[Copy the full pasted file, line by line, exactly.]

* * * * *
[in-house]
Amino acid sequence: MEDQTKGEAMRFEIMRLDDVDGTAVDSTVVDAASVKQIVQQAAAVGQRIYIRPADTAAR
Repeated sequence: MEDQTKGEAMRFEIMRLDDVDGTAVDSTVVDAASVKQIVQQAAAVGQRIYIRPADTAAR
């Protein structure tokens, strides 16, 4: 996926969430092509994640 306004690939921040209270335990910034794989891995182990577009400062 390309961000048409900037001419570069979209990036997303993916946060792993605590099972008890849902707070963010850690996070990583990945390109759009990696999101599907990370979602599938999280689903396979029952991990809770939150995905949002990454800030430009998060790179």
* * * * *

[in-house]
Amino acid sequence: MEDQTKGEAMRFEIMRLDDVDGTAVDSTVVDAASVKQIVQQAAAVGQRIYIRPADTAAR
Repeated sequence: MEDQTKGEAMRFEIMRLDDVDGTAVDSTVVDAASVKQIVQQAAAVGQRIYIRPADTAAR
């Protein structure tokens, strides 16, 4: 996926969430092509994640 306004690939921040209270335990910034794989891995182990577009400062 390309961000048409900037001419570069979209990036997303993916946060792993605590099972008890849902707070963010850690996070990583990945390109759009990696999101599907990370979602599938999280689903396979029952991990809770939150995905949002990454800030430009998060790179």